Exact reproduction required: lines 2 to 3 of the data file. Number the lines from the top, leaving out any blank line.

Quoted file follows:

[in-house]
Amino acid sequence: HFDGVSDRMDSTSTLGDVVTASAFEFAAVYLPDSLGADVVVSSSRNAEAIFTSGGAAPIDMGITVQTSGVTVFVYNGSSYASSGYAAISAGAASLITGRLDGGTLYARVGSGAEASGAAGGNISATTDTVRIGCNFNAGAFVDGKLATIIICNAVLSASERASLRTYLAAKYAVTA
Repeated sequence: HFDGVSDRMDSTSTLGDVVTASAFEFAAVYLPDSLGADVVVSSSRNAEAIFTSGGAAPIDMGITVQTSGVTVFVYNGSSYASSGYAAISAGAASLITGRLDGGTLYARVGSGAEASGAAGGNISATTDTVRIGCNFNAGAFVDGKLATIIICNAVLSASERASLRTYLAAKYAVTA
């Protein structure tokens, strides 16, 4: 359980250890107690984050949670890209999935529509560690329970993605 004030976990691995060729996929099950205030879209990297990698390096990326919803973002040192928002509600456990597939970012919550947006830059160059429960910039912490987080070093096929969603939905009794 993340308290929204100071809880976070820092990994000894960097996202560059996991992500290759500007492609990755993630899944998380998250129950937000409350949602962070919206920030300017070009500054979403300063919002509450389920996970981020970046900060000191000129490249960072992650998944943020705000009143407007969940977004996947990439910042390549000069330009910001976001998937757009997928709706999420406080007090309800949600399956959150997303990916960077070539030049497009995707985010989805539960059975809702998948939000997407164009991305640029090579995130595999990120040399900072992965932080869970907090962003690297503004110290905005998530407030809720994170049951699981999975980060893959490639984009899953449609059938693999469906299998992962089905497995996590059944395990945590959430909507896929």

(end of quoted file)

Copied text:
Amino acid sequence: HFDGVSDRMDSTSTLGDVVTASAFEFAAVYLPDSLGADVVVSSSRNAEAIFTSGGAAPIDMGITVQTSGVTVFVYNGSSYASSGYAAISAGAASLITGRLDGGTLYARVGSGAEASGAAGGNISATTDTVRIGCNFNAGAFVDGKLATIIICNAVLSASERASLRTYLAAKYAVTA
Repeated sequence: HFDGVSDRMDSTSTLGDVVTASAFEFAAVYLPDSLGADVVVSSSRNAEAIFTSGGAAPIDMGITVQTSGVTVFVYNGSSYASSGYAAISAGAASLITGRLDGGTLYARVGSGAEASGAAGGNISATTDTVRIGCNFNAGAFVDGKLATIIICNAVLSASERASLRTYLAAKYAVTA